The world is watching Missoula's osprey drama 

The thunderstorm that rolled through Missoula on June 12 put internet users across the globe on edge. Two of the city's biggest online stars—a mated pair of osprey named Iris and Louis—were caring for Iris's first brood since 2014. Over the prior week, thousands of people had watched the baby birds hatch, a biological drama broadcast live in high definition via the Hellgate Canyon Nest Cam. Faithful followers knew the perils of a storm. In 2015, a late-May hailstorm smashed Iris' three speckled brown eggs just before they could hatch.

So as the thunderstorm approached, one of the operators of the @HellgateOsprey Twitter account asked followers to send "pure thoughts." That person then offered a word of caution: "Know your limits on what you are able to watch."

Every day brings new drama on the nest cam, and seven years of broadcasting has attracted an international following of animal lovers who hang on each twist of fate.

The video feed, attached to an osprey nesting platform adjacent to the new Missoula College building, is overseen primarily by University of Montana ecologist Erick Greene as the public education component of a larger osprey research project. It's become one of the most popular bird cameras in the world, Greene says, with views from more than 200 countries. More than 13,000 people follow the Facebook page where he posts regular updates.

"There's a lot of people who are spending a lot of their lives watching this camera," he says.

Greene works with a network of remote volunteers to operate the camera and social media feeds 24 hours a day (the early-morning shift is claimed by a man in England). Other viewers, he says, have taken vacations to Missoula after becoming engrossed in Iris's life.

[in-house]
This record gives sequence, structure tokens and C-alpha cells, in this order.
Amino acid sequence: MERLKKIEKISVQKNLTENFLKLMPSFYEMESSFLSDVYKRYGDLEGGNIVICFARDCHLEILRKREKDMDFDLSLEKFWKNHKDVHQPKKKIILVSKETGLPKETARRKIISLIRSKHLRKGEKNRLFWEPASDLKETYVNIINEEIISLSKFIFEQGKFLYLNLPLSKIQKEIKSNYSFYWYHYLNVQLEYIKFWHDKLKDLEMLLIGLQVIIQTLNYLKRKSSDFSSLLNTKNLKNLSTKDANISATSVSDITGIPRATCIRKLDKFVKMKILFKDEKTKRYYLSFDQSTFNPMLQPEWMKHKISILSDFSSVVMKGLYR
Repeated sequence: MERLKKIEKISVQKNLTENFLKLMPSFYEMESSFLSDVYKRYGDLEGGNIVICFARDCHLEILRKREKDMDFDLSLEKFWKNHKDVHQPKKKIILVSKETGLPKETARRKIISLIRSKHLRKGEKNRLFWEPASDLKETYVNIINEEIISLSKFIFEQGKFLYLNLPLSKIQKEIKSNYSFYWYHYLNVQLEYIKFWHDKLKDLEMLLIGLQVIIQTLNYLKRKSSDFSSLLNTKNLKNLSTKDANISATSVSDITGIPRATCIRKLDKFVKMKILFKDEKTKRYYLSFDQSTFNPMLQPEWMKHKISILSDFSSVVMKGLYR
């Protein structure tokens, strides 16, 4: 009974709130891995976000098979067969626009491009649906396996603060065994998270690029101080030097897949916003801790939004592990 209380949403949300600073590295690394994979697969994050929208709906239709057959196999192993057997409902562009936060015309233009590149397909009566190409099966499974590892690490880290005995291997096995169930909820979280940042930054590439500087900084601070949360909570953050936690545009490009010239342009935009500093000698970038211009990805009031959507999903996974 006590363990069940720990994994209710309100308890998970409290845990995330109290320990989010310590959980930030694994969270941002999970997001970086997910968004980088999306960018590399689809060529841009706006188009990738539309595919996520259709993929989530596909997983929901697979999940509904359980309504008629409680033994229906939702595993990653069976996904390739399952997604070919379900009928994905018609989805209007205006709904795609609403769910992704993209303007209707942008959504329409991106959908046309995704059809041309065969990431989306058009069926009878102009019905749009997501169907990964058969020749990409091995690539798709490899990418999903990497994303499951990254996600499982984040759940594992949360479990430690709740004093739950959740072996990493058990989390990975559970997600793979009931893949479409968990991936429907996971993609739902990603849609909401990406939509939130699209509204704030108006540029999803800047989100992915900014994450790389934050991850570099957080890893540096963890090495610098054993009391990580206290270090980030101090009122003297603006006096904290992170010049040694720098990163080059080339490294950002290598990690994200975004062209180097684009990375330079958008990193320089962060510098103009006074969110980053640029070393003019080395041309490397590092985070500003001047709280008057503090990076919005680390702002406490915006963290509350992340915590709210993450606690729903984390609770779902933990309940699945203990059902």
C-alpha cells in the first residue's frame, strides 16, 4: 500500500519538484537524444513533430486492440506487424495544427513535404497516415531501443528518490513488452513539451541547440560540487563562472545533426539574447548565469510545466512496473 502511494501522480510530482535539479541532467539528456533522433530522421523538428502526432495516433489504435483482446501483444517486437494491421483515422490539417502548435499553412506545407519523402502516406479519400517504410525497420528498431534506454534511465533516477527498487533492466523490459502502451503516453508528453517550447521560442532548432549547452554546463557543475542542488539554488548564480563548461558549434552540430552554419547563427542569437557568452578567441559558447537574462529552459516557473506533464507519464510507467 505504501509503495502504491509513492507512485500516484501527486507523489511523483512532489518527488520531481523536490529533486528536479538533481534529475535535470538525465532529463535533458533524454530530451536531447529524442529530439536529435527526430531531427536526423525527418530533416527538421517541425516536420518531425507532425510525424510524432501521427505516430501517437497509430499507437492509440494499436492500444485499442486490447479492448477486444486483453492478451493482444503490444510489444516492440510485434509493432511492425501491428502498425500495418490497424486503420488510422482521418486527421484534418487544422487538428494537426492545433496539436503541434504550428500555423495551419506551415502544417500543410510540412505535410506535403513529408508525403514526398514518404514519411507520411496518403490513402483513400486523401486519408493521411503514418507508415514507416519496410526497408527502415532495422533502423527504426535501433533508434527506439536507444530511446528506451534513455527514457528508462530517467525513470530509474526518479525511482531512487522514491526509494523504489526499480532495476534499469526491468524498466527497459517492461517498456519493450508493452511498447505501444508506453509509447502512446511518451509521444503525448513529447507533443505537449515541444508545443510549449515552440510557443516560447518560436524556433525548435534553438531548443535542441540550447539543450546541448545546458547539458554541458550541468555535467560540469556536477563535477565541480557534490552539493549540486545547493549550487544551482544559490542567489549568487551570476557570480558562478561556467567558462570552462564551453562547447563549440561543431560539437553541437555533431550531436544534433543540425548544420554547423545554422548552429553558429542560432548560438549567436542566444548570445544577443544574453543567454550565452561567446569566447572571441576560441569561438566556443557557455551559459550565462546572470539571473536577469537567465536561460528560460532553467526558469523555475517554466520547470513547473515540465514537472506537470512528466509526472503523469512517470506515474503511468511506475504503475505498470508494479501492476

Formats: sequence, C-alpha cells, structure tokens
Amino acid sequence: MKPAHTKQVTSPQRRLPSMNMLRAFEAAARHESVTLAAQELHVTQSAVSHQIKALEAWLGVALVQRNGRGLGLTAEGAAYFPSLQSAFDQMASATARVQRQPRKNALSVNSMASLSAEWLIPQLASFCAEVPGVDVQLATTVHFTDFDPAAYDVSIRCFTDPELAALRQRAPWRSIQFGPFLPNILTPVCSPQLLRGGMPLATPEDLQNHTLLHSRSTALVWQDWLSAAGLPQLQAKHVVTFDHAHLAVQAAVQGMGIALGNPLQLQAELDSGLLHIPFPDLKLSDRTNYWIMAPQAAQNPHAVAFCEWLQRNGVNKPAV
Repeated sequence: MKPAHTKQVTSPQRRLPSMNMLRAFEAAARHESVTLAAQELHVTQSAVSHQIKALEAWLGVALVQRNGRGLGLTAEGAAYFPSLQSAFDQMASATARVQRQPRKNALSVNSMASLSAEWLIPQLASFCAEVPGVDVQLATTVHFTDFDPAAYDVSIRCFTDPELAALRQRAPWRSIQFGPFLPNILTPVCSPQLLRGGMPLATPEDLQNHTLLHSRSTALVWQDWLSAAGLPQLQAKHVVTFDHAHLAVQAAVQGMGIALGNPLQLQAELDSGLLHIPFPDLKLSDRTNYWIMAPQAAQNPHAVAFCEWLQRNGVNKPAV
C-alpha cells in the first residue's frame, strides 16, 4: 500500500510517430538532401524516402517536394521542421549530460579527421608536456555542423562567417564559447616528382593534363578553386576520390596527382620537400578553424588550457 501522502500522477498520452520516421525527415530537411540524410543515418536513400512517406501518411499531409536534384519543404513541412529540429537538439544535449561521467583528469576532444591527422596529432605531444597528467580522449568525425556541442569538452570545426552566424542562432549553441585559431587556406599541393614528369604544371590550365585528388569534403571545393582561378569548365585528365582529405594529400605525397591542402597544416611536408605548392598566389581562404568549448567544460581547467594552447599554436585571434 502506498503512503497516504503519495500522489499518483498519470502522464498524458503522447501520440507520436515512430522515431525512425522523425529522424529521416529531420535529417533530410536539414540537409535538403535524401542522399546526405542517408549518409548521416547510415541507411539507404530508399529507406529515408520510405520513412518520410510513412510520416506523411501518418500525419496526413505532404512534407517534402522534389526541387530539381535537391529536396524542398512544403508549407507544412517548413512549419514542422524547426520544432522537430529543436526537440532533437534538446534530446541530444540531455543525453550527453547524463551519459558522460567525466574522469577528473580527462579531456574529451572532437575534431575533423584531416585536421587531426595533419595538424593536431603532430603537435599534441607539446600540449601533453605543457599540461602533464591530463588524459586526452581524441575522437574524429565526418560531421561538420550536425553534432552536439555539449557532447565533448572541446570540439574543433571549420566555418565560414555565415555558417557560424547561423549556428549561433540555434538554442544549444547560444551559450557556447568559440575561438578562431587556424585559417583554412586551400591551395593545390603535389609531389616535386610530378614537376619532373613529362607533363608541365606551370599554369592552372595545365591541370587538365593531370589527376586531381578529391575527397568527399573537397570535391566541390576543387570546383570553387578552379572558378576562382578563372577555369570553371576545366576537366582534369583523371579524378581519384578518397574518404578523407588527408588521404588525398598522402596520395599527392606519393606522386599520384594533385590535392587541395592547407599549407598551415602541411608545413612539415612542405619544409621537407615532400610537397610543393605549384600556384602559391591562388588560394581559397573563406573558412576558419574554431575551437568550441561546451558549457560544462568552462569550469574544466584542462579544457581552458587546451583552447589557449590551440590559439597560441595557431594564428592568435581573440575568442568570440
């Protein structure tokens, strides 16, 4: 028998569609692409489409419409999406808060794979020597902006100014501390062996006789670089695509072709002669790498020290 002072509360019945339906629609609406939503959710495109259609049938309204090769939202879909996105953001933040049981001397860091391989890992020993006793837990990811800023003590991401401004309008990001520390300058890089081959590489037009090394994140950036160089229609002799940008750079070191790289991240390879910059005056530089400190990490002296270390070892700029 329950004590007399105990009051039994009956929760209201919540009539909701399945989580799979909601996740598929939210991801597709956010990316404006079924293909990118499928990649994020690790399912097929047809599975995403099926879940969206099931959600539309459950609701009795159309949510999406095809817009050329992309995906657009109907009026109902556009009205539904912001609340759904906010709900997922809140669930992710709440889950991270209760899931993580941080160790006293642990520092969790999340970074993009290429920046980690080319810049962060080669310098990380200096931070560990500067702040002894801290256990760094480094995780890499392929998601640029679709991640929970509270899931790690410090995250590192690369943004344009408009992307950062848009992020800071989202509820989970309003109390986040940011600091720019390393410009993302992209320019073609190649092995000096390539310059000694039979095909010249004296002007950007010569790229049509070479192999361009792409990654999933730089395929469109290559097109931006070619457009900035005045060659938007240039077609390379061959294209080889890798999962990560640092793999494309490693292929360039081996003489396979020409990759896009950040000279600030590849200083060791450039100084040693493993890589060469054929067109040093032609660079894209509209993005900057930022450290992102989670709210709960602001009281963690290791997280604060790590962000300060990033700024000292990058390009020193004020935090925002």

Greene understands the passion. He's been studying ospreys for more than 30 years and says the nest cam has given him a more intimate connection with the animals than anything else in his research. One challenge, Greene says, is to translate viewers' sentimental attachment to specific animals into a more nuanced understanding of the broader ecological forces, including climate change and mining pollution, that affect them.

Another challenge is to help viewers process tragedy. "Since it's on a screen, it's easy to get lulled into thinking this is a feel-good Disney movie," Greene says.

The first of the four chicks to hatch this month died after inexplicably wandering out from under Iris in the middle of the night (osprey chicks can't regulate their body temperature, making them vulnerable to hypothermia). And dangers lie ahead for the three that remain. Runoff from recent storms will make fishing difficult for Louis. Baby birds that grow hungry can become aggressive, triggering a pecking behavior known as siblicide.

Greene is already thinking about what to tell Facebook followers in case siblicide occurs in the difficult weeks ahead.

"That can be really upsetting and hard to watch," he says. "It's hard for me to watch."

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